"Publishing our work in eLife maximizes the impact of our research and availability to other scientists. eLife has already been well recognized as a reliable journal, with efficient peer-review by scientists from many fields. Our experiences with reviewers and the editor were fair, efficient and their comments were very constructive. Plus the paper is available freely not just to other scientists, but also the general public, including our families. "
Stefan Bernhardt | EurekAlert!
Could this protein protect people against coronary artery disease?
17.11.2017 | University of North Carolina Health Care
Microbial resident enables beetles to feed on a leafy diet
17.11.2017 | Max-Planck-Institut für chemische Ökologie
The formation of stars in distant galaxies is still largely unexplored. For the first time, astron-omers at the University of Geneva have now been able to closely observe a star system six billion light-years away. In doing so, they are confirming earlier simulations made by the University of Zurich. One special effect is made possible by the multiple reflections of images that run through the cosmos like a snake.
Today, astronomers have a pretty accurate idea of how stars were formed in the recent cosmic past. But do these laws also apply to older galaxies? For around a...
Just because someone is smart and well-motivated doesn't mean he or she can learn the visual skills needed to excel at tasks like matching fingerprints, interpreting medical X-rays, keeping track of aircraft on radar displays or forensic face matching.
That is the implication of a new study which shows for the first time that there is a broad range of differences in people's visual ability and that these...
Computer Tomography (CT) is a standard procedure in hospitals, but so far, the technology has not been suitable for imaging extremely small objects. In PNAS, a team from the Technical University of Munich (TUM) describes a Nano-CT device that creates three-dimensional x-ray images at resolutions up to 100 nanometers. The first test application: Together with colleagues from the University of Kassel and Helmholtz-Zentrum Geesthacht the researchers analyzed the locomotory system of a velvet worm.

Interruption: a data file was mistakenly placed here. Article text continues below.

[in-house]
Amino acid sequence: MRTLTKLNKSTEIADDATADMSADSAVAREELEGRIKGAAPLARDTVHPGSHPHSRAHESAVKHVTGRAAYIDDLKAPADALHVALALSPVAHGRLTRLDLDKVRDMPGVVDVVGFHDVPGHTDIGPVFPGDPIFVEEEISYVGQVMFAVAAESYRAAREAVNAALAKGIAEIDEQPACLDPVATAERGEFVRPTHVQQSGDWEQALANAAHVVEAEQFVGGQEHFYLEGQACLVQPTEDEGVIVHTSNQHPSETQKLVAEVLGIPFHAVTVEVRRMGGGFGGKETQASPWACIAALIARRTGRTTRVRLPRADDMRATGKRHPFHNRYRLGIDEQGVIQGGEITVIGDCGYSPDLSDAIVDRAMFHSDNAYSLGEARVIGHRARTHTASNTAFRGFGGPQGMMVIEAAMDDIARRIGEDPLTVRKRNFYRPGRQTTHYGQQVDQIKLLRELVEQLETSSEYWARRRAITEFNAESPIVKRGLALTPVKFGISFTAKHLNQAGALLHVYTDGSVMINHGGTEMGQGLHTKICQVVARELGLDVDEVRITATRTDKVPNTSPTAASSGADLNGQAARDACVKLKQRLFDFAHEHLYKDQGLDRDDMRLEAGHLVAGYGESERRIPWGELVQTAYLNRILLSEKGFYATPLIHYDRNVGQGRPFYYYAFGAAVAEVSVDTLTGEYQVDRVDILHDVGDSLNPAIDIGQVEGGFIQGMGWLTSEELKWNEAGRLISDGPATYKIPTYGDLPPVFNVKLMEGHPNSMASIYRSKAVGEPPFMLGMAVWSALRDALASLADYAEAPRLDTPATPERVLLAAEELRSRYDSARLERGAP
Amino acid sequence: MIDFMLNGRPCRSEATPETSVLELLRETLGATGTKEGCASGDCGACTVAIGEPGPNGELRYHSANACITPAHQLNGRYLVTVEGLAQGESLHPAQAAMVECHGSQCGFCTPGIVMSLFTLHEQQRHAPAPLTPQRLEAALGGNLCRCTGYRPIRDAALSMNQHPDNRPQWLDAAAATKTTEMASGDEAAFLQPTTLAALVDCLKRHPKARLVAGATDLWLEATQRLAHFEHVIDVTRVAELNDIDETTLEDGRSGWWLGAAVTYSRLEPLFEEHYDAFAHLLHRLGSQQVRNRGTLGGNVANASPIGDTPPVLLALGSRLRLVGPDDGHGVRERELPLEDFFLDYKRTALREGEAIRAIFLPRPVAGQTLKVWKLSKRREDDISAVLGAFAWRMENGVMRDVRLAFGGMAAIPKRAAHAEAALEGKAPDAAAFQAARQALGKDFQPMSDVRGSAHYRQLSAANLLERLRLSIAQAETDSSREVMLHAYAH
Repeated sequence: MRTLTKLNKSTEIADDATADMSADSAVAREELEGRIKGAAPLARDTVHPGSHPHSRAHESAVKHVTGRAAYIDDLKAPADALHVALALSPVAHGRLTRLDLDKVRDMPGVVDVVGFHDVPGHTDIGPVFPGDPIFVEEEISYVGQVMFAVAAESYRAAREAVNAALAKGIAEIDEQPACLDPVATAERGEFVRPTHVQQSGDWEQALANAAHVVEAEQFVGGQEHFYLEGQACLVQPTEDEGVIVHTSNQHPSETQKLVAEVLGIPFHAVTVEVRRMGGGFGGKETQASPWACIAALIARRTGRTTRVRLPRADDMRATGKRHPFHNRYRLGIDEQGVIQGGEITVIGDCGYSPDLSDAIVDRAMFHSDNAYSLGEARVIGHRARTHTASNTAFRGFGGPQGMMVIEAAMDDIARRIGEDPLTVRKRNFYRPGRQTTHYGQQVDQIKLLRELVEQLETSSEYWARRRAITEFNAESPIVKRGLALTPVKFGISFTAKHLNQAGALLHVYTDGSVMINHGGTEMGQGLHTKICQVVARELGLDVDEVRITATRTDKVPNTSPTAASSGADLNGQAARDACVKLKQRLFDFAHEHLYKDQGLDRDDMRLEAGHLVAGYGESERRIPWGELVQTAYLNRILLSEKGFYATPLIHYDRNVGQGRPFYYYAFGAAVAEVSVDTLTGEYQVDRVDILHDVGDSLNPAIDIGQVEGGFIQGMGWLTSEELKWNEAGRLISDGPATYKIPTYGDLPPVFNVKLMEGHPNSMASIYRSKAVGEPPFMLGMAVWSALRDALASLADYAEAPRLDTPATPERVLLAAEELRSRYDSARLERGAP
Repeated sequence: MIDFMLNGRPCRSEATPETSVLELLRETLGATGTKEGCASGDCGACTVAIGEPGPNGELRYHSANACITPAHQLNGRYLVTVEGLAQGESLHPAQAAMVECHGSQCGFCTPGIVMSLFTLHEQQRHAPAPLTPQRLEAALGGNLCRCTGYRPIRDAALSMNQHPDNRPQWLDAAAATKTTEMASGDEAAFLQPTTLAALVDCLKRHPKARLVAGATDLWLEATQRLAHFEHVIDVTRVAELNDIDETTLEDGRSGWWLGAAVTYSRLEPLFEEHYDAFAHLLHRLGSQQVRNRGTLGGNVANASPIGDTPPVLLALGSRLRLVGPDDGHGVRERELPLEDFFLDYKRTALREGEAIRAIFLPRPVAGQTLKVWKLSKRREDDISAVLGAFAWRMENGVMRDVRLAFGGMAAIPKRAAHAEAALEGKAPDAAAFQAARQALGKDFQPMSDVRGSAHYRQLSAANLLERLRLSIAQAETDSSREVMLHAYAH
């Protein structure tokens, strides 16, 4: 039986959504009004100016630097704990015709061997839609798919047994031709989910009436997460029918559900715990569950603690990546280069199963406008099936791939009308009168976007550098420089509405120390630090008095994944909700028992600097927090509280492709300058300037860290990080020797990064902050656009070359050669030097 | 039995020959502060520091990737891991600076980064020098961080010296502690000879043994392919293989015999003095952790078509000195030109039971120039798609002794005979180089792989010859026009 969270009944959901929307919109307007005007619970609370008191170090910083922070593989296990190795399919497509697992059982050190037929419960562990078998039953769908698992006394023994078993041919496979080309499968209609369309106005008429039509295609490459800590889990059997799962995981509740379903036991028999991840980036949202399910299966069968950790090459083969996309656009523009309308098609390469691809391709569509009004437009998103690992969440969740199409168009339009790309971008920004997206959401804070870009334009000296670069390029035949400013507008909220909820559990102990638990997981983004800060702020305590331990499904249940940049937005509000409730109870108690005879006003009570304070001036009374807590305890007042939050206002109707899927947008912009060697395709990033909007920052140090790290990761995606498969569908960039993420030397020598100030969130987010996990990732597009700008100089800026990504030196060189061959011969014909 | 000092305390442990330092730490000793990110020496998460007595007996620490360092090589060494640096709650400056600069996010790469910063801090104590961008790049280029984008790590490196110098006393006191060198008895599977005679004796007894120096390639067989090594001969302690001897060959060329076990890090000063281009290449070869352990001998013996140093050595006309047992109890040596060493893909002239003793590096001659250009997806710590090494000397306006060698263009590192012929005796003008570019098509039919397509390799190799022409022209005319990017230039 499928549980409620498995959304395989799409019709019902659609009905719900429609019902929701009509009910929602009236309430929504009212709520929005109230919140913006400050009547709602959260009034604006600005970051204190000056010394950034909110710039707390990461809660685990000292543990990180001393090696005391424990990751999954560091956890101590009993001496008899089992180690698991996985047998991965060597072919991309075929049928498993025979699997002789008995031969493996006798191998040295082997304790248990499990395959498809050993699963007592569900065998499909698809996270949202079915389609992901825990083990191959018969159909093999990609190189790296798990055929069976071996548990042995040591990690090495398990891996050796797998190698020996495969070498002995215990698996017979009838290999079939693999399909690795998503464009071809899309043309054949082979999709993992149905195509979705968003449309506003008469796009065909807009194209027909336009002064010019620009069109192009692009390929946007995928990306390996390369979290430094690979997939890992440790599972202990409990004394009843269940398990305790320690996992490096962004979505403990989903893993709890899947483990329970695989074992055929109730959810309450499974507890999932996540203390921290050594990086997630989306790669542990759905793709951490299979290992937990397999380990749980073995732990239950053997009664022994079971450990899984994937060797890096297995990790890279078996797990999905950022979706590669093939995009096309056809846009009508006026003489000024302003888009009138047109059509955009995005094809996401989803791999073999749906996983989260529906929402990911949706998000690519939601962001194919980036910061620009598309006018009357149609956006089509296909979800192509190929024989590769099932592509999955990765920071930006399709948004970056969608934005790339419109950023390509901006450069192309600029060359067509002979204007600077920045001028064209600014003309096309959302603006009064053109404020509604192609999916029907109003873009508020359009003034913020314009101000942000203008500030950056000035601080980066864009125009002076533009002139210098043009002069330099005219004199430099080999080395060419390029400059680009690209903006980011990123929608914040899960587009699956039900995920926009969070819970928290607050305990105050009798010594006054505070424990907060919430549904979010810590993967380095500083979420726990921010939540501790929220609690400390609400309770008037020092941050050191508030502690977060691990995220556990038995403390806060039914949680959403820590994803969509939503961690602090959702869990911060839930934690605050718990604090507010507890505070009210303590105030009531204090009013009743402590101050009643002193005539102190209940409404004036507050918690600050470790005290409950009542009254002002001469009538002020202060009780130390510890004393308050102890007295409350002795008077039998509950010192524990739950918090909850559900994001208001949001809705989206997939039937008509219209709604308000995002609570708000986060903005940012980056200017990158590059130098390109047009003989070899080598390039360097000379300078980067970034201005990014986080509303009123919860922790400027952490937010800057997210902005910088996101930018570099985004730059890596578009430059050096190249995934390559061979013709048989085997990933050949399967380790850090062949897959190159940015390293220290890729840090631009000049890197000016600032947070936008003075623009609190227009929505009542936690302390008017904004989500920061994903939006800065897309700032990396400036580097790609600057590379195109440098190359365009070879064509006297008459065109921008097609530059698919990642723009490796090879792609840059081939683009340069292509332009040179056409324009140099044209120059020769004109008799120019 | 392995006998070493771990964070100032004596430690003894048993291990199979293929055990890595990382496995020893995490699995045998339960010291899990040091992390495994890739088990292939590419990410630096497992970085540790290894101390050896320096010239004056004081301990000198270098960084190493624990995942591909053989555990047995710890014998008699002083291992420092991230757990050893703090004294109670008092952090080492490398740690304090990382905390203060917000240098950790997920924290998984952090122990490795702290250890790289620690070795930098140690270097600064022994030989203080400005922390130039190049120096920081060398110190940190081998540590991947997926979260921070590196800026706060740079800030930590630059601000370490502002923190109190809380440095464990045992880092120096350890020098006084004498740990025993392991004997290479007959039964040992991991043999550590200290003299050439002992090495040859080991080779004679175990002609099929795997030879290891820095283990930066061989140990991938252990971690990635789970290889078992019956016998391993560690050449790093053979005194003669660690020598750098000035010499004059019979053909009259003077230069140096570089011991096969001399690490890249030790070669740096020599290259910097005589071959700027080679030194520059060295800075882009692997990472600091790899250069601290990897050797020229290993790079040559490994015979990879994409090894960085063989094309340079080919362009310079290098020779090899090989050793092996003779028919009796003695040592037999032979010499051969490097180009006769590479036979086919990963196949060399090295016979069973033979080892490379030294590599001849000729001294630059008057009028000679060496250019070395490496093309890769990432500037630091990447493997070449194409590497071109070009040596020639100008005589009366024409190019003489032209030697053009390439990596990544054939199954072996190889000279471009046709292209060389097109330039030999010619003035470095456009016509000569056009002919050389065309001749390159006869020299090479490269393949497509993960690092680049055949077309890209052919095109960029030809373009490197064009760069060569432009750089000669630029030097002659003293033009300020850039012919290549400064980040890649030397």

During a CT analysis, the object under investigation is x-rayed and a detector measures the respective amount of radiation absorbed from various angles....
The quantum world is fragile; error correction codes are needed to protect the information stored in a quantum object from the deteriorating effects of noise. Quantum physicists in Innsbruck have developed a protocol to pass quantum information between differently encoded building blocks of a future quantum computer, such as processors and memories. Scientists may use this protocol in the future to build a data bus for quantum computers. The researchers have published their work in the journal Nature Communications.
Future quantum computers will be able to solve problems where conventional computers fail today. We are still far away from any large-scale implementation,...
Pillared graphene would transfer heat better if the theoretical material had a few asymmetric junctions that caused wrinkles, according to Rice University...
15.11.2017 | Event News
15.11.2017 | Event News
30.10.2017 | Event News
17.11.2017 | Physics and Astronomy
17.11.2017 | Health and Medicine
17.11.2017 | Studies and Analyses